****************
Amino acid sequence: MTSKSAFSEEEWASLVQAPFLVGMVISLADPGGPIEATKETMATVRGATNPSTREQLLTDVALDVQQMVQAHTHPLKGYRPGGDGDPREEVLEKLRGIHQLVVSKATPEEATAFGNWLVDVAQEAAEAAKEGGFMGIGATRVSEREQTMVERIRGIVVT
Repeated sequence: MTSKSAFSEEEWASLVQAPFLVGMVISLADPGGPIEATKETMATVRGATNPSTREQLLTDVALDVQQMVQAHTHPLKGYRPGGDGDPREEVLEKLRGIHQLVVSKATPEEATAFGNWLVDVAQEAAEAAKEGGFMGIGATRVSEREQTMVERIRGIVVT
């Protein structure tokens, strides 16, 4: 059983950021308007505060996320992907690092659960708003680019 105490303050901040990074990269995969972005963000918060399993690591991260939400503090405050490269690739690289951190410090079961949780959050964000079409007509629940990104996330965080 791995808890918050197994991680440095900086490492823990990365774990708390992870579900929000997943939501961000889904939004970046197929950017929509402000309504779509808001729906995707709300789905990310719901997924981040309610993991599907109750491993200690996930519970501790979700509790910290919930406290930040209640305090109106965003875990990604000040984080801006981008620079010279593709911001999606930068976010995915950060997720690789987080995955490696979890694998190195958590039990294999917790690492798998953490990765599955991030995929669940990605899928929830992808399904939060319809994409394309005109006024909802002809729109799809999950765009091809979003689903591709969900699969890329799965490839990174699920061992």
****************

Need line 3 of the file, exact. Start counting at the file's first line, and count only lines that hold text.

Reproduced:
């Protein structure tokens, strides 16, 4: 059983950021308007505060996320992907690092659960708003680019 105490303050901040990074990269995969972005963000918060399993690591991260939400503090405050490269690739690289951190410090079961949780959050964000079409007509629940990104996330965080 791995808890918050197994991680440095900086490492823990990365774990708390992870579900929000997943939501961000889904939004970046197929950017929509402000309504779509808001729906995707709300789905990310719901997924981040309610993991599907109750491993200690996930519970501790979700509790910290919930406290930040209640305090109106965003875990990604000040984080801006981008620079010279593709911001999606930068976010995915950060997720690789987080995955490696979890694998190195958590039990294999917790690492798998953490990765599955991030995929669940990605899928929830992808399904939060319809994409394309005109006024909802002809729109799809999950765009091809979003689903591709969900699969890329799965490839990174699920061992």